Skipper Kevin Ganley spent most of the summer and fall pulling a massive trawl net through the Bering Sea in a long slow search for pollock, a staple of McDonald’s fish sandwiches. The fish proved very hard to find.
“We just scratched and scratched and scratched,” Ganley recalls. “It was survival mode.”
Ganley’s boat is part of a fleet of largely Washington-based trawlers that have had a difficult year as they joined in North America’s largest single-species seafood harvest. Their catch rates in 2020 during the five-month “B” season that ended Nov. 1 were well below long-term averages. They also encountered more skinny, small fish — fit for mince but not prime fillets — than in a typical year, according to a federal review of the season.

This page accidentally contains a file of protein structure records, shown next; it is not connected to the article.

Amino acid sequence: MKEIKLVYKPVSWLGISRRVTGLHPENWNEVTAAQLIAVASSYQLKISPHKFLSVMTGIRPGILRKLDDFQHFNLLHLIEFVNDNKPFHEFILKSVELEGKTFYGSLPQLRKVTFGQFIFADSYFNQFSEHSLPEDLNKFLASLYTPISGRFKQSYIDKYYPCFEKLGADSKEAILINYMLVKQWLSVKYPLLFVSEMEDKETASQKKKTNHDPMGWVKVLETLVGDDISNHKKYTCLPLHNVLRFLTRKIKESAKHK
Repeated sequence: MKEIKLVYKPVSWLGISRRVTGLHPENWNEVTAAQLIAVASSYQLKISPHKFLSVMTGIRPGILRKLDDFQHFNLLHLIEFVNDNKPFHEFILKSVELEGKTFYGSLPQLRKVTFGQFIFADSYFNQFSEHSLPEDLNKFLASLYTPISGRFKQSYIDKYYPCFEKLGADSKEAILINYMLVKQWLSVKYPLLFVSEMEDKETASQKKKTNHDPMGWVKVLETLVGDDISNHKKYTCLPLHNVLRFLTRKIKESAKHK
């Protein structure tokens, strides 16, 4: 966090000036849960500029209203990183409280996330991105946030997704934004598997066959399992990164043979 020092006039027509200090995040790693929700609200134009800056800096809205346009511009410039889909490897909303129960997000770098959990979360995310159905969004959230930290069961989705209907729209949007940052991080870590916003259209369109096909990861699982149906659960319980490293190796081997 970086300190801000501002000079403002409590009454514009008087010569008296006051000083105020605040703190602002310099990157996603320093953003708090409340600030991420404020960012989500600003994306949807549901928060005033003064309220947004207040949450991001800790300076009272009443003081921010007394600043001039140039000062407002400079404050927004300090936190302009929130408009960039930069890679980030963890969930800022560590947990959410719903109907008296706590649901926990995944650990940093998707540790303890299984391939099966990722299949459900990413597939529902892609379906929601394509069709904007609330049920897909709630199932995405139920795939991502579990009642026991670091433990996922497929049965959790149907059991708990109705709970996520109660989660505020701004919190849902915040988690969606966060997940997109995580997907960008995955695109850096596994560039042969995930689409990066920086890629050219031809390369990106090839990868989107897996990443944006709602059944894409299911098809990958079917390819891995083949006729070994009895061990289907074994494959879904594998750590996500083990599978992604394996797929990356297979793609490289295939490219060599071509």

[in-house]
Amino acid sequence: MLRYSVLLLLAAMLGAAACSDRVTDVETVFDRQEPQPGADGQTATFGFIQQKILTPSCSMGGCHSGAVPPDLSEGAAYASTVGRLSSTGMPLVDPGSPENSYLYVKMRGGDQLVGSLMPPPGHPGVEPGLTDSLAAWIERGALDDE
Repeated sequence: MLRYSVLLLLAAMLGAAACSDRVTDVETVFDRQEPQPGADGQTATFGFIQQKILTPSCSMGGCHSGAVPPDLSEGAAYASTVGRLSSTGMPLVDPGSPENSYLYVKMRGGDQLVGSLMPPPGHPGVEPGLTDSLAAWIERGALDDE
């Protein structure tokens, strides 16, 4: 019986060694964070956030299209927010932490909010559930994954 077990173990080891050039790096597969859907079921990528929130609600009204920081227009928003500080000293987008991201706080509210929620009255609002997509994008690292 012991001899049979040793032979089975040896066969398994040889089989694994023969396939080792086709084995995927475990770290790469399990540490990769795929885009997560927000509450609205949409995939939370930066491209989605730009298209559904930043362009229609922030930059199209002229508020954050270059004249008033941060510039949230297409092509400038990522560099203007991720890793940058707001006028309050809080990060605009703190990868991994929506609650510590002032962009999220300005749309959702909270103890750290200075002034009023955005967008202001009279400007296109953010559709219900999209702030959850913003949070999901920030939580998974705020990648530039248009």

Meanwhile, COVID-19 greatly complicated the essential task of keeping crews healthy as one company, Seattle-based American Seafoods, was hit with outbreaks on three vessels. The pandemic also resulted in the cancellation of some research surveys that help scientists measure fish stocks in a body of water that has been undergoing climatic changes as temperatures warm.